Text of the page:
Olympic torch relay: Day 30

Paul Collingwood carries the torch through Durham Image copyright PA
Image caption Former England cricket captain Paul Collingwood was the first torchbearer of the day in Durham

The Olympic torch continues its stay in the North East of England today, travelling from Durham to Middlesbrough and School Reporters have been investigating the story of the Games and telling the tale of the torch!

School Reporter Bethany from The Academy at Shotton Hall has reported on the excitement generated by the torch's arrival in Peterlee.

And School Reporters across the North East have been busy reporting on the Games and the impact it will have on an area several hundred miles from the focus of attention in London.

Relight my Fire!

School Reporter Bethany, from Year 7 at The Academy at Shotton Hall has written this report about the "excited" atmosphere of the crowd as the torch passed through Peterlee.

"On Sunday 17 June, the Olympic torch passed through Peterlee before making its way to Horden. People gathered outside the EDC and beyond to catch a glimpse of the Olympic Torch.

"Many people also gathered to watch a group of primary schools children who had the honour of singing when the torch went past. They had already performed in Sunderland City space in a build-up celebration for the visit of the torch.

Image copyright School Report
Image caption The School Reporters' teacher, Miss Reid, meets a torchbearer

"By half past eleven, the streets were thick with people waiting for a glimpse of the torch. As the torchbearer ran past, the excited crowd waved flags and cheered. When the torch was coming nearer the police came past on motorbikes high-fiving the crowd, which caused much laughter among the spectators.

"Just before the actual torch, a policeman came past with a pretend one which made people laugh, especially the parents.

"After a few seconds, there was a sudden massive cheer and the flame could be seen in the distance. A vast array of buses came past handing flags whilst people danced on the top. The best bus was the massive blue Samsung bus with a huge cinema screen blaring out music.

"After the procession, the Olympic torch came ever nearer and people waved flags and cheered. The torchbearer waved and he held the torch in the air in recognition of the harmonies of the Olympic choir, who sang as the proud torchbearer ran past."

How will the Olympics affect the North East and Cumbria?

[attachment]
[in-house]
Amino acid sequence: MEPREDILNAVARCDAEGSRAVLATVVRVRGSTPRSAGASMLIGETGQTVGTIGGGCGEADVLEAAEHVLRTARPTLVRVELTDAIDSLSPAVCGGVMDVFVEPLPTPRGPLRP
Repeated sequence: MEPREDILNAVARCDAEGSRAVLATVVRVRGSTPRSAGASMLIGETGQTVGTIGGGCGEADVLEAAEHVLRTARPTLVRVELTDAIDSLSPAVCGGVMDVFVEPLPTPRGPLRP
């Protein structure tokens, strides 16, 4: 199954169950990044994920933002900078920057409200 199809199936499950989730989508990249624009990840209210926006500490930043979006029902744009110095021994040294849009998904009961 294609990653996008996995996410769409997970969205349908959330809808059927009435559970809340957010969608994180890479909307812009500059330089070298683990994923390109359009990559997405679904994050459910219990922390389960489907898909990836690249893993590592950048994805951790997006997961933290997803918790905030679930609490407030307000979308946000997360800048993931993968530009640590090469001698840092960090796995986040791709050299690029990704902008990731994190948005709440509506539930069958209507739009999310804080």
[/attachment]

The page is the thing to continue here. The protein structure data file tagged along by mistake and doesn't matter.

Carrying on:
On News Day in March, regional news programme BBC Look North featured a report from pupils from Ingleby Barwick who visited the Olympic Park in London and interviewed London 2012 chief Lord Coe.

Lauren and Tabatha, both aged 13, from All Saints School, took part in School Report's Olympic Park broadcast and asked Lord Coe about whether the Olympics will leave a legacy in the North East.

The former Olympic gold medallist admitted that it was more of a challenge to bring the Games to life further away from London, but insisted that there would be a tangible legacy.

"The further you get from London , the greater the creativity is," he said.

"People are doing creative things that are really making the Games live: some of the things that are happening in schools, understanding the values, some of the project work and sports participation programmes - it's all happening in a dramatic way."

Sky Sports Young Leaders Award

Talented students at Shotton Hall Academy are taking part in the Sky Sports Young Leaders Award, being co-run by former Olympic swimmer Chris Cook.

School Reporter Katie interviewed Jessica who is taking part in the programme which helps to build up organisational and communication skills so that pupils can eventually run their own sporting activities outside of school.

She said she enjoys the programme as it gives her more confidence to achieve her goal of becoming a sports coach.

Is the Olympic budget too high?

Pupils from St Hilds School investigated the increasing controversy over the expanding Olympic budget. They questioned the benefits to their local area and the view that "northern people's money seems to be wasted in something that not many northerners will be visiting".

And School Reporters James and Oliver interviewed the Olympic co-ordinator for North Hartlepool who works with other schools in the area to help young children learn about the cultural side of the Olympics and its long-term impact. He also hopes to generate more interest in sport.

Ormesby's own Paralympic hopeful

School Reporters from Ormesby School interviewed Year 11 student Jade who participates in wheelchair racing.

She told them she was inspired to get involved with the sport by the school's sports day and hopes she'll one day get the chance to play for Great Britain in the Paralympic Games.

Although it seems she's certainly in the best place to achieve that, the school also boasts Paralympic record breaker Kenneth Churchill as a former pupil!

And pupils from Macmillan Academy report on a rather unusual spectacle down at Saltburn Pier where an anonymous crafter has knitted a 50m long scarf featuring figures playing a range of different Olympic sports. They find out the public's opinion on the bizarre display.

Don't forget...

The BBC's torch relay website at www.bbc.co.uk/torchrelay is the perfect place to keep across everything, watch the torch's journey continuously and get full details of the route.

For tips on reporting the Olympic torch relay, visit our special learning resource for some advice on how to cover it when it comes to your area.

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